The 900 can be an eye-catching device in either the cyan exterior shown off in Nokia and AT&T's marketing or the "fun pink color" AT&T recently added. A black model loaned by AT&T didn't stick out as much: It took a while for people to remark on my gratuitous use of it at Google's I/O developer conference.
The 900's 4.3-inch screen seems a more reasonable size than the ever-expanding displays of Android devices, but HTC and Samsung have since packed 4.7 and 4.8-inch screens into phones no wider than the 900. The 8-megapixel camera has also fallen behind the curve. It had trouble dealing with high-contrast scenes and, thanks to its inability to switch to macro focus automatically, often captured blurry subjects.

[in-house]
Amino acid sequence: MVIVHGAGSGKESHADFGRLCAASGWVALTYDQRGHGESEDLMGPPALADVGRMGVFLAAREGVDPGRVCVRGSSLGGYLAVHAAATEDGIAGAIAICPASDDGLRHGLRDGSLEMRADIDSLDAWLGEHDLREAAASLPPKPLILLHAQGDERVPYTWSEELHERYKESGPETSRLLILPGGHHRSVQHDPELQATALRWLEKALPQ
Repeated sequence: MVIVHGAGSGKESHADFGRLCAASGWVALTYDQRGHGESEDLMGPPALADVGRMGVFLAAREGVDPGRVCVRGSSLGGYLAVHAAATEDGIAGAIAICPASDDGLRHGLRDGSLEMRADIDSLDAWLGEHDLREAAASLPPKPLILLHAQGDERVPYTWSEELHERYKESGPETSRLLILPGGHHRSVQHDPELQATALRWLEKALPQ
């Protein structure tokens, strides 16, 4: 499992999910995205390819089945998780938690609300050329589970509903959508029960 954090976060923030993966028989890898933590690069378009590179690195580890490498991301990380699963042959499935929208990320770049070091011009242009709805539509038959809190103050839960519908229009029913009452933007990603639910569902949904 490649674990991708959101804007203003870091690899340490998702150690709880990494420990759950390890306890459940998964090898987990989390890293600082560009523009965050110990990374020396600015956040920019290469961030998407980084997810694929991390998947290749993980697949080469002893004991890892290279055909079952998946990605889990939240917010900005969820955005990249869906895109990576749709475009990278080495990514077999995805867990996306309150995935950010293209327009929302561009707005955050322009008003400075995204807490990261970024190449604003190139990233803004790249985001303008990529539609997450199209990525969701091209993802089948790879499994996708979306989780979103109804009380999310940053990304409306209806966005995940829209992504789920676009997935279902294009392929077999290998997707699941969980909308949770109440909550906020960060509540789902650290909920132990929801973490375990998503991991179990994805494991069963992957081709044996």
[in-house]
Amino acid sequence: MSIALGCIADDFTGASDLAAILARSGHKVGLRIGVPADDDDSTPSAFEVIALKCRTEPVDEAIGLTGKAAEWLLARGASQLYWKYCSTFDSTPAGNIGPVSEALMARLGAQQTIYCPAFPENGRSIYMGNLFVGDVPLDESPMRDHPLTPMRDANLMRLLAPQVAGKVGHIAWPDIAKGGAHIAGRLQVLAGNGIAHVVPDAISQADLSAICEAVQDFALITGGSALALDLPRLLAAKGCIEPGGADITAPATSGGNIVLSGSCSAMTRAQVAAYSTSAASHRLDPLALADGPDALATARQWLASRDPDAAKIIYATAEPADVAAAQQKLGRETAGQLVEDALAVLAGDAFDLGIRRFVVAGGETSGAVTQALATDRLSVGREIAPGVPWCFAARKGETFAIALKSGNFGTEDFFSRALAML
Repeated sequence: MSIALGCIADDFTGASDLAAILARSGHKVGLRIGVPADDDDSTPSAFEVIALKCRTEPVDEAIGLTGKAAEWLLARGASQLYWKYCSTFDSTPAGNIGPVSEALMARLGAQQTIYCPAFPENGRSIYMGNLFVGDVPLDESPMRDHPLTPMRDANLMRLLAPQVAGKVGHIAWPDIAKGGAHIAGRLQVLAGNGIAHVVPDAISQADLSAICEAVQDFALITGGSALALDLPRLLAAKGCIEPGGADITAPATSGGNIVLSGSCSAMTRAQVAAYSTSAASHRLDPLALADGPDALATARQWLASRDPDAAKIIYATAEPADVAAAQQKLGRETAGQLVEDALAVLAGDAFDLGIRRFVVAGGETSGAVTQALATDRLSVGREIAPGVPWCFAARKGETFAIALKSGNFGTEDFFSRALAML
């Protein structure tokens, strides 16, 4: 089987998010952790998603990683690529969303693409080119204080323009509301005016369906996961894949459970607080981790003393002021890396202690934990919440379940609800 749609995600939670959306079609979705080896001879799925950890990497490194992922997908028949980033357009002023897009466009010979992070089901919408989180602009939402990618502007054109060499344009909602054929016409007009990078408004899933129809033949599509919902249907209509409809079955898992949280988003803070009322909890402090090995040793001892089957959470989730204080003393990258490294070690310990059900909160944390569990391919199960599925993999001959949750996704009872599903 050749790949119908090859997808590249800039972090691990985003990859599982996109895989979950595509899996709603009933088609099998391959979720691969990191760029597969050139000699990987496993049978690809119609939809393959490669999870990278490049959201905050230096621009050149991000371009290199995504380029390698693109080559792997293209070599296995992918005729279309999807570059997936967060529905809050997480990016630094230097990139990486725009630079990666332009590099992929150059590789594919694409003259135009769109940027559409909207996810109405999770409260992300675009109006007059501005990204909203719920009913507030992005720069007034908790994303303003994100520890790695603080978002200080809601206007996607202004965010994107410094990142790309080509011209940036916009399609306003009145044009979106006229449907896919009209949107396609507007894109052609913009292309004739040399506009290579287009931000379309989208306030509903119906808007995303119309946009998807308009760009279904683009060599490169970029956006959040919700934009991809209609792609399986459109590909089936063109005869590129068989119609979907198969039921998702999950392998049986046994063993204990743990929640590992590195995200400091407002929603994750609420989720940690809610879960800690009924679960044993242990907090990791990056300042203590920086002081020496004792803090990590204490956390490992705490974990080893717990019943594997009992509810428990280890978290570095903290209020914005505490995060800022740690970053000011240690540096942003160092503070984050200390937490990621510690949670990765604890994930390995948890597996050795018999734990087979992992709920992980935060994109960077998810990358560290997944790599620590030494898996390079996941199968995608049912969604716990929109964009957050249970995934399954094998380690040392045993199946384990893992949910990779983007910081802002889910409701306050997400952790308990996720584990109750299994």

The 900 supports AT&T's LTE mobile broadband, and a speed-testing app clocked LTE downloads going from about 8 to 12 million bits per second in Washington and San Francisco. That's slower than what I've measured on other AT&T LTE phones, but it felt fast enough for everyday Web browsing, even when tethered to a Windows laptop. Its battery life beat that of first-generation Android LTE phones, but I usually had to charge it nightly anyway.
Software updates and other modifications have fixed some flaws but left others looking painfully obvious.
|Social Security benefits will rise by 1.7% in 2015|
|Warren Buffett's Berkshire loses $2 billion in two days|
|Why people still feel the economy stinks|
|Will your retirement savings last?|
|6-figure oil jobs lead to massive shortage of home builders|